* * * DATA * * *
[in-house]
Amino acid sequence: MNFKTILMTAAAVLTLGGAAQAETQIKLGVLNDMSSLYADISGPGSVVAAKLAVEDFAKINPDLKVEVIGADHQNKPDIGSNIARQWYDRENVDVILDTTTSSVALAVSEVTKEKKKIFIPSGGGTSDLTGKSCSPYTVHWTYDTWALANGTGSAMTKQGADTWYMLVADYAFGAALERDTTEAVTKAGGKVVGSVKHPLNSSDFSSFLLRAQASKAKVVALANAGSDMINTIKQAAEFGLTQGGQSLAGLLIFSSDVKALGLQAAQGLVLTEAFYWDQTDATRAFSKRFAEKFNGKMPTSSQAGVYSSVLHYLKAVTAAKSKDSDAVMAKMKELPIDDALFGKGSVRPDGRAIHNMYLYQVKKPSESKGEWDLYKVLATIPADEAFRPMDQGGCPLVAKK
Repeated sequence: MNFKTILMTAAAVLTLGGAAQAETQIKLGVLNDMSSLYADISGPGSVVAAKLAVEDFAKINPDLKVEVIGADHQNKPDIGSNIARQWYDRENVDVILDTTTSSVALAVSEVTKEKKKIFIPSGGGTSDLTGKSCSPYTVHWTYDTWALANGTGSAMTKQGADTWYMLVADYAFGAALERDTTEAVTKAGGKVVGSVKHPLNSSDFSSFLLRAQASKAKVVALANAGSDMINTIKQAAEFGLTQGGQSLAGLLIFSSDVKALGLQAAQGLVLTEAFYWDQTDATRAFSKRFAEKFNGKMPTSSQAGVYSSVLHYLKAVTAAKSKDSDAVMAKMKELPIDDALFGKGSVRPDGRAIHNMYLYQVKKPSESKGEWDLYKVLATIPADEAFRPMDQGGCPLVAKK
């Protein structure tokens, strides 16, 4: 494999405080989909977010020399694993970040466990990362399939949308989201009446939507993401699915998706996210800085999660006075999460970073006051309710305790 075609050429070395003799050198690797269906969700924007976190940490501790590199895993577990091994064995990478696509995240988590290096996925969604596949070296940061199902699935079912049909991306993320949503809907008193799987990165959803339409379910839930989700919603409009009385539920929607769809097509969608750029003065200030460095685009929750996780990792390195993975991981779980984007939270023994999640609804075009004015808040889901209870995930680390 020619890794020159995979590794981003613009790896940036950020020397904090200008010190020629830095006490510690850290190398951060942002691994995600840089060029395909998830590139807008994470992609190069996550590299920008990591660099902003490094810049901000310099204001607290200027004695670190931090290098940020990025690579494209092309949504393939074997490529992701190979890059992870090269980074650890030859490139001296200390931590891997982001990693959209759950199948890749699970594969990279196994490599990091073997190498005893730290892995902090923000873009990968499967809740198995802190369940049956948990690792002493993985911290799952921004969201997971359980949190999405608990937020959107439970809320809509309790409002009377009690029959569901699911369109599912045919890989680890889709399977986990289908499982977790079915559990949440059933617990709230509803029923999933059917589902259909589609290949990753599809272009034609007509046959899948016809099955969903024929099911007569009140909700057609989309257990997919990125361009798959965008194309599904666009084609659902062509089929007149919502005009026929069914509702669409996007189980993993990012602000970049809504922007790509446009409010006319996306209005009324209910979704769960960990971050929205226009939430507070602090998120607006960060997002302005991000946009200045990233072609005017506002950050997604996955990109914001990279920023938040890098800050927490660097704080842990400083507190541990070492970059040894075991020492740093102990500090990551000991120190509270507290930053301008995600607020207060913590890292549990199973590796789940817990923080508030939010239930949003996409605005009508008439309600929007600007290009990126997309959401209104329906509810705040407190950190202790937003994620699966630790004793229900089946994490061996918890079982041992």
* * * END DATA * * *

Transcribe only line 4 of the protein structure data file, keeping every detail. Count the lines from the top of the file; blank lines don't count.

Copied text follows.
């Protein structure tokens, strides 16, 4: 494999405080989909977010020399694993970040466990990362399939949308989201009446939507993401699915998706996210800085999660006075999460970073006051309710305790 075609050429070395003799050198690797269906969700924007976190940490501790590199895993577990091994064995990478696509995240988590290096996925969604596949070296940061199902699935079912049909991306993320949503809907008193799987990165959803339409379910839930989700919603409009009385539920929607769809097509969608750029003065200030460095685009929750996780990792390195993975991981779980984007939270023994999640609804075009004015808040889901209870995930680390 020619890794020159995979590794981003613009790896940036950020020397904090200008010190020629830095006490510690850290190398951060942002691994995600840089060029395909998830590139807008994470992609190069996550590299920008990591660099902003490094810049901000310099204001607290200027004695670190931090290098940020990025690579494209092309949504393939074997490529992701190979890059992870090269980074650890030859490139001296200390931590891997982001990693959209759950199948890749699970594969990279196994490599990091073997190498005893730290892995902090923000873009990968499967809740198995802190369940049956948990690792002493993985911290799952921004969201997971359980949190999405608990937020959107439970809320809509309790409002009377009690029959569901699911369109599912045919890989680890889709399977986990289908499982977790079915559990949440059933617990709230509803029923999933059917589902259909589609290949990753599809272009034609007509046959899948016809099955969903024929099911007569009140909700057609989309257990997919990125361009798959965008194309599904666009084609659902062509089929007149919502005009026929069914509702669409996007189980993993990012602000970049809504922007790509446009409010006319996306209005009324209910979704769960960990971050929205226009939430507070602090998120607006960060997002302005991000946009200045990233072609005017506002950050997604996955990109914001990279920023938040890098800050927490660097704080842990400083507190541990070492970059040894075991020492740093102990500090990551000991120190509270507290930053301008995600607020207060913590890292549990199973590796789940817990923080508030939010239930949003996409605005009508008439309600929007600007290009990126997309959401209104329906509810705040407190950190202790937003994620699966630790004793229900089946994490061996918890079982041992």